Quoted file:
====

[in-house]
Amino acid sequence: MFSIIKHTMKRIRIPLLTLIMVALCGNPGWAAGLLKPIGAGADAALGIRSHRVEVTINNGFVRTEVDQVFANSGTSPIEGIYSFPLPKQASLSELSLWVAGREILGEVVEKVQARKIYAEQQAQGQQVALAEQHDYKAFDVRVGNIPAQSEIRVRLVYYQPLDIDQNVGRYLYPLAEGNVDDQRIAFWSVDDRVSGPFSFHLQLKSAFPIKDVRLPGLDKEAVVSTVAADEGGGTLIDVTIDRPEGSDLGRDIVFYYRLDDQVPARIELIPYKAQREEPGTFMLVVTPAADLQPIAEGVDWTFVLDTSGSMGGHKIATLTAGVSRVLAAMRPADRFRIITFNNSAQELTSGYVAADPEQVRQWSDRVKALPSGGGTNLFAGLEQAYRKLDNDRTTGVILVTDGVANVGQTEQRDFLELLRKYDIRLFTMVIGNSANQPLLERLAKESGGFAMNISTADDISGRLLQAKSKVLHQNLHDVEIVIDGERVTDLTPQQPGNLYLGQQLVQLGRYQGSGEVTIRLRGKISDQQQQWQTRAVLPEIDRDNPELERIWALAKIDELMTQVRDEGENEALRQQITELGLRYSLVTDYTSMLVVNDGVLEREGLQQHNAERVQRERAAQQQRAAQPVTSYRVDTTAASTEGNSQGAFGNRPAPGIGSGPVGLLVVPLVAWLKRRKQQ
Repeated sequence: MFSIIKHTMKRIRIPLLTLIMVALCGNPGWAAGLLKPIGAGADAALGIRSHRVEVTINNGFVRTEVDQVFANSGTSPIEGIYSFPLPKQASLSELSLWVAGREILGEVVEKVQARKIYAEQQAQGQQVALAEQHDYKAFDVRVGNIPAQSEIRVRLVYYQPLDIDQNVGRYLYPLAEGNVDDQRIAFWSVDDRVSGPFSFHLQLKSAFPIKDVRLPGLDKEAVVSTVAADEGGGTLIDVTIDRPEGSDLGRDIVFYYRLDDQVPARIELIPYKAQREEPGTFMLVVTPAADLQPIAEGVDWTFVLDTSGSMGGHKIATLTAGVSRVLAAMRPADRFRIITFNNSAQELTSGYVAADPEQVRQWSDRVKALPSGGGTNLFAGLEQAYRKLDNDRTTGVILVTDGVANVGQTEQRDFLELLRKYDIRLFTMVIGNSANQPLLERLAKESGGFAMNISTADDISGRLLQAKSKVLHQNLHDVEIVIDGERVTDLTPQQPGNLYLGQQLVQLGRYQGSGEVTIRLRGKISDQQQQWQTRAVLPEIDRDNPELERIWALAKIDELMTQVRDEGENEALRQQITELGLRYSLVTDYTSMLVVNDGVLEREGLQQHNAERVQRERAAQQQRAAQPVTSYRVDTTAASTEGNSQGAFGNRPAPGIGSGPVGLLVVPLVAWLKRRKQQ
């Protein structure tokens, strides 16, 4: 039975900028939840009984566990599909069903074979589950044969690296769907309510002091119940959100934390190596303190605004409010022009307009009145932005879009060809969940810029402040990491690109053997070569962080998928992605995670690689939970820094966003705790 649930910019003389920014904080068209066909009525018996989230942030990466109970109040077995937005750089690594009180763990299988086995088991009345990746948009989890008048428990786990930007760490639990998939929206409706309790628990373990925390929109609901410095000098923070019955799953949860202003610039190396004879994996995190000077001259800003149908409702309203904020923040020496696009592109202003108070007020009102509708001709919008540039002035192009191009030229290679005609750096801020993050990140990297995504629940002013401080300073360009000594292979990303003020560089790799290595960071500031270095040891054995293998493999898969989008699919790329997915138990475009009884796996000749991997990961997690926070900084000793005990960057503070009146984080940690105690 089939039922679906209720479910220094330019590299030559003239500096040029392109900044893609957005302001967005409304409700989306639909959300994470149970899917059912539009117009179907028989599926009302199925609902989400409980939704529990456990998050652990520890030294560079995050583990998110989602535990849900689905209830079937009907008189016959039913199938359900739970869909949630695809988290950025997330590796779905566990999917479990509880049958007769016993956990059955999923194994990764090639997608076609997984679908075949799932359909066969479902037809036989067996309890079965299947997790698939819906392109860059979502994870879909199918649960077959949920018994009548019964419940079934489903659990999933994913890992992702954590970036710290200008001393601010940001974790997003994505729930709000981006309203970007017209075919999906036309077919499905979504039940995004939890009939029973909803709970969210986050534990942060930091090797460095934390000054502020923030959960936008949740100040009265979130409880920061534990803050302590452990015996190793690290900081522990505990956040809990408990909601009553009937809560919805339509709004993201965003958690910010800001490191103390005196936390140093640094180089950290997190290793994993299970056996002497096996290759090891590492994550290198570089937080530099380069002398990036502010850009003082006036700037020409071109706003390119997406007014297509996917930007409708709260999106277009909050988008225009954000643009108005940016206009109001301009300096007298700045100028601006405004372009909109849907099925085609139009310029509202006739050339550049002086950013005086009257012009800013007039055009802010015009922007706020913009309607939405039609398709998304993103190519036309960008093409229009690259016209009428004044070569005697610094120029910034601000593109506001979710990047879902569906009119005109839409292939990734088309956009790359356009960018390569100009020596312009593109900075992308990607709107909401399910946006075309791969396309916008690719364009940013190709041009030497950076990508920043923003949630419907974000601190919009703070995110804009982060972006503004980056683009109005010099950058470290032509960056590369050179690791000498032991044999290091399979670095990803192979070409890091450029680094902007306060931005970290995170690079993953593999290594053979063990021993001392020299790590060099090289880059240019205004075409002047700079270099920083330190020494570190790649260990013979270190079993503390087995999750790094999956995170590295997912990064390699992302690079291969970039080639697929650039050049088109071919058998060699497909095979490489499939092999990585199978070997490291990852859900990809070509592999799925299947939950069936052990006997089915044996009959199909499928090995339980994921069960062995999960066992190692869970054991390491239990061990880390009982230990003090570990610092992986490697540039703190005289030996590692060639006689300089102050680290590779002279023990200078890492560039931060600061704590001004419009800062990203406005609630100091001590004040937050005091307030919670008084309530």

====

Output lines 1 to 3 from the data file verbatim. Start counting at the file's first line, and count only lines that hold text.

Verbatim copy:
[in-house]
Amino acid sequence: MFSIIKHTMKRIRIPLLTLIMVALCGNPGWAAGLLKPIGAGADAALGIRSHRVEVTINNGFVRTEVDQVFANSGTSPIEGIYSFPLPKQASLSELSLWVAGREILGEVVEKVQARKIYAEQQAQGQQVALAEQHDYKAFDVRVGNIPAQSEIRVRLVYYQPLDIDQNVGRYLYPLAEGNVDDQRIAFWSVDDRVSGPFSFHLQLKSAFPIKDVRLPGLDKEAVVSTVAADEGGGTLIDVTIDRPEGSDLGRDIVFYYRLDDQVPARIELIPYKAQREEPGTFMLVVTPAADLQPIAEGVDWTFVLDTSGSMGGHKIATLTAGVSRVLAAMRPADRFRIITFNNSAQELTSGYVAADPEQVRQWSDRVKALPSGGGTNLFAGLEQAYRKLDNDRTTGVILVTDGVANVGQTEQRDFLELLRKYDIRLFTMVIGNSANQPLLERLAKESGGFAMNISTADDISGRLLQAKSKVLHQNLHDVEIVIDGERVTDLTPQQPGNLYLGQQLVQLGRYQGSGEVTIRLRGKISDQQQQWQTRAVLPEIDRDNPELERIWALAKIDELMTQVRDEGENEALRQQITELGLRYSLVTDYTSMLVVNDGVLEREGLQQHNAERVQRERAAQQQRAAQPVTSYRVDTTAASTEGNSQGAFGNRPAPGIGSGPVGLLVVPLVAWLKRRKQQ
Repeated sequence: MFSIIKHTMKRIRIPLLTLIMVALCGNPGWAAGLLKPIGAGADAALGIRSHRVEVTINNGFVRTEVDQVFANSGTSPIEGIYSFPLPKQASLSELSLWVAGREILGEVVEKVQARKIYAEQQAQGQQVALAEQHDYKAFDVRVGNIPAQSEIRVRLVYYQPLDIDQNVGRYLYPLAEGNVDDQRIAFWSVDDRVSGPFSFHLQLKSAFPIKDVRLPGLDKEAVVSTVAADEGGGTLIDVTIDRPEGSDLGRDIVFYYRLDDQVPARIELIPYKAQREEPGTFMLVVTPAADLQPIAEGVDWTFVLDTSGSMGGHKIATLTAGVSRVLAAMRPADRFRIITFNNSAQELTSGYVAADPEQVRQWSDRVKALPSGGGTNLFAGLEQAYRKLDNDRTTGVILVTDGVANVGQTEQRDFLELLRKYDIRLFTMVIGNSANQPLLERLAKESGGFAMNISTADDISGRLLQAKSKVLHQNLHDVEIVIDGERVTDLTPQQPGNLYLGQQLVQLGRYQGSGEVTIRLRGKISDQQQQWQTRAVLPEIDRDNPELERIWALAKIDELMTQVRDEGENEALRQQITELGLRYSLVTDYTSMLVVNDGVLEREGLQQHNAERVQRERAAQQQRAAQPVTSYRVDTTAASTEGNSQGAFGNRPAPGIGSGPVGLLVVPLVAWLKRRKQQ